Small College Sports

So far, so good at NCAA Division III World Series in Cedar Rapids

Ogden column: But Chuck Yrigoyen wants to do even better

The Washington & Jefferson dugout celebrates a run against Chapman during a first round game at the NCAA Division III World Series at Memorial Stadium in Cedar Rapids. It’s been a lot of work to get this tournament rolling, but it’s been going well. (Cliff Jette/The Gazette)
The Washington & Jefferson dugout celebrates a run against Chapman during a first round game at the NCAA Division III World Series at Memorial Stadium in Cedar Rapids. It’s been a lot of work to get this tournament rolling, but it’s been going well. (Cliff Jette/The Gazette)

CEDAR RAPIDS — Chuck Yrigoyen doesn’t want to sound like a whiner.

He just loves what he’s watched at Veterans Memorial Stadium the past three days and wants you to love it, too.

Or at least see it.

On one hand, he’s disappointed. But he doesn’t like using that word.

On the other, he “gets it.” But he admits it’s frustrating.

“I don’t know how we convince people from town to come out and watch,” said Yrigoyen, commissioner of the American Rivers Conference.

Yrigoyen was instrumental in bringing the NCAA Division III World Series to Cedar Rapids, with a lot of help from the local tourism group, the A-R-C and the Cedar Rapids Kernels.

It was the third time Cedar Rapids had bid for this event, which spent the past 19 years in Appleton. Wis.

The third time was the charm. And there are no regrets, despite all the work involved.

“When you get compliments, when you’re able to highlight your city ... it just makes you feel really good,” he said during a quick break Sunday. “We feel like we’re doing something good for (the A-R-C) ... we also feel like we’re giving back to the (NCAA) membership.”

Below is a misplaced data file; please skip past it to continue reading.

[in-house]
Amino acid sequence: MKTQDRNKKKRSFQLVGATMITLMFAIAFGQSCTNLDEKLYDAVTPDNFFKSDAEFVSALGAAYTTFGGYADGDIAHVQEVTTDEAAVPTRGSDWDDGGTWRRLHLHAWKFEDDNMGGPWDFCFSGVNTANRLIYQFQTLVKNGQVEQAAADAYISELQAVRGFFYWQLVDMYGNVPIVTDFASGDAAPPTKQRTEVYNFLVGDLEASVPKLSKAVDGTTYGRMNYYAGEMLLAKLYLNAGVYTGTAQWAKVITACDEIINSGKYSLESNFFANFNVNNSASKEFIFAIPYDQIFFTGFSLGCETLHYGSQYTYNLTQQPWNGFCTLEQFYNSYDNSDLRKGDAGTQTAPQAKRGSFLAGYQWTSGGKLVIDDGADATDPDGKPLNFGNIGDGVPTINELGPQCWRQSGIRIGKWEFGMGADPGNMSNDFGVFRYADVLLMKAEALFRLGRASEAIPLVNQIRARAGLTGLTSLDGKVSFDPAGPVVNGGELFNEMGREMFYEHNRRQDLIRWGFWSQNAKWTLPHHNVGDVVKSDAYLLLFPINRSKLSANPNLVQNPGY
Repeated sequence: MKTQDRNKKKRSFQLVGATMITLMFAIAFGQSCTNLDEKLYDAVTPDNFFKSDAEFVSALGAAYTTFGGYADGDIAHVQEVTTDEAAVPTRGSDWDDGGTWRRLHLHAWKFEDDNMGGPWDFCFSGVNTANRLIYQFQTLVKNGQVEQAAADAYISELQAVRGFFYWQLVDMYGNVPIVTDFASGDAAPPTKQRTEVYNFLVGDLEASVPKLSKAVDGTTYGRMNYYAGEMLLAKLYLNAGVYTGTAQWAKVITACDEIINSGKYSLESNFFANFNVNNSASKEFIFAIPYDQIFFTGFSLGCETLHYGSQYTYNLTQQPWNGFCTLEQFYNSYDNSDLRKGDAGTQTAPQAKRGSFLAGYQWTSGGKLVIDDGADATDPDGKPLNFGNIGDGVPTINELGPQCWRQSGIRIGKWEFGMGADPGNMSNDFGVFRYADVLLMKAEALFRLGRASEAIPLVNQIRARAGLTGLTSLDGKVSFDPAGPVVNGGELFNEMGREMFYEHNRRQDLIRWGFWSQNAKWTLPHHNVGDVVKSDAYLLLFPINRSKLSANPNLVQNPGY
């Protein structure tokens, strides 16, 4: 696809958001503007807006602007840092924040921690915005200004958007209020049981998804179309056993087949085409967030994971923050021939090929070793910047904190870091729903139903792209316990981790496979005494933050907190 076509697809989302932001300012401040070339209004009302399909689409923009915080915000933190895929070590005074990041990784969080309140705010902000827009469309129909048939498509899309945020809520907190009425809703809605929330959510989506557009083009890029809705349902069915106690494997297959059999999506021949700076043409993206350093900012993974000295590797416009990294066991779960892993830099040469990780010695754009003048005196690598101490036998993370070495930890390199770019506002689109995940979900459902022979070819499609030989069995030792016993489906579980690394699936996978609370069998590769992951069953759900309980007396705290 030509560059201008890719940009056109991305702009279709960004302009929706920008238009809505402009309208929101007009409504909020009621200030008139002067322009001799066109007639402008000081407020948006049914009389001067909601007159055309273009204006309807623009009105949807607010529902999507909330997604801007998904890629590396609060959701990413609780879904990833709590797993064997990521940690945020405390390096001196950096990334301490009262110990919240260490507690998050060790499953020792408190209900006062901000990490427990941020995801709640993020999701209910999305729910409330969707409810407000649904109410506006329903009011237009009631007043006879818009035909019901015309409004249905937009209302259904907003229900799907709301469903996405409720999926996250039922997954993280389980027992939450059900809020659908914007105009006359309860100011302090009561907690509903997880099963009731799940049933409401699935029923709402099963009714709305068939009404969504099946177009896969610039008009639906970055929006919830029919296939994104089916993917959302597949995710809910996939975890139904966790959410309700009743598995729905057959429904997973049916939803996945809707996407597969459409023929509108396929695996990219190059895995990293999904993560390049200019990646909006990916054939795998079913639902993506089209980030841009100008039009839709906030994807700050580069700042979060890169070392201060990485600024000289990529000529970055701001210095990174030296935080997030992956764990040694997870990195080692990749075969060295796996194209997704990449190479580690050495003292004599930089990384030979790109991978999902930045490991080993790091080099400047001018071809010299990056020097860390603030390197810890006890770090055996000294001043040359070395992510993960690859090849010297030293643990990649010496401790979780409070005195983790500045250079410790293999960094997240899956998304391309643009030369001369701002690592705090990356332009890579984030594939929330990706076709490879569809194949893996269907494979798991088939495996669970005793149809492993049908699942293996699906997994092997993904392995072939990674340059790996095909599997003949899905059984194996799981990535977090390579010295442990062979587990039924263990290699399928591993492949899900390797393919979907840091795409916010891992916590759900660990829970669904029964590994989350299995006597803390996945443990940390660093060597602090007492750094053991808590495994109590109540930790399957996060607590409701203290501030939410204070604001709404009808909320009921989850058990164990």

Still, he’d like to see a few more people in the stands as the tournament heads into its final three days.

“It’s Division III and this is a Division I state,” Yrigoyen said, noting some see this level of sports as “glorified intramurals.”

But, he quickly adds, “that’s just not the case.”

A diving catch Saturday night by Heidelberg’s Robbie Hunt was the ESPN play of the day.

“We’ll get past that ... as people find out,” Yrigoyen said. “You get another 200 people from the community here, it puts a completely different spin on things.”

By all accounts the tournament is a success. The NCAA committee, he said, has been very complimentary, the Kernels staff has “just been amazing” and the teams seem to love Memorial Stadium.

“When you’re here, you feel like you’re in a neighborhood ballpark,” he said.

But Yrigoyen, again, isn’t quite satisfied.

“It seems that we are learning by the minute — literally,” he said. “There are so many details ... there’s just a lot ... little things that can make things run more smoothly.

“We’re getting up to speed and taking notes.”

Which is all one can expect when hosting a major collegiate event for the first time. There are going to be mistakes. There are going to be mishaps.

Yrigoyen gets that, too.

“These are the ways we’ll try to be better,” he said.

Maybe someone should tell Yrigoyen to relax and enjoy the good work he and others are doing. It seems like he’s telling himself that, though.

“All we’re hearing from the committee ... they just seem elated about the entire thing,” he said. “We’ll see what the final grade is, but our midterm grade is pretty good.”

The tournament continues Monday with UMass-Boston taking on Chapman at noon. The championship series starts Tuesday with Birmingham-Southern waiting for an opponent.

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And this is just the first of what could be a long relationship. Cedar Rapids will host this tournament again in 2020, ’21 and ’22. Maybe even beyond. The bidding for the next four-year cycle is coming quickly.

“We’ll have to make a pretty quick decision,” he said.

Seems like an easy decision to me.

l Comments: (319) 368-8696; jr.ogden@thegazette.com

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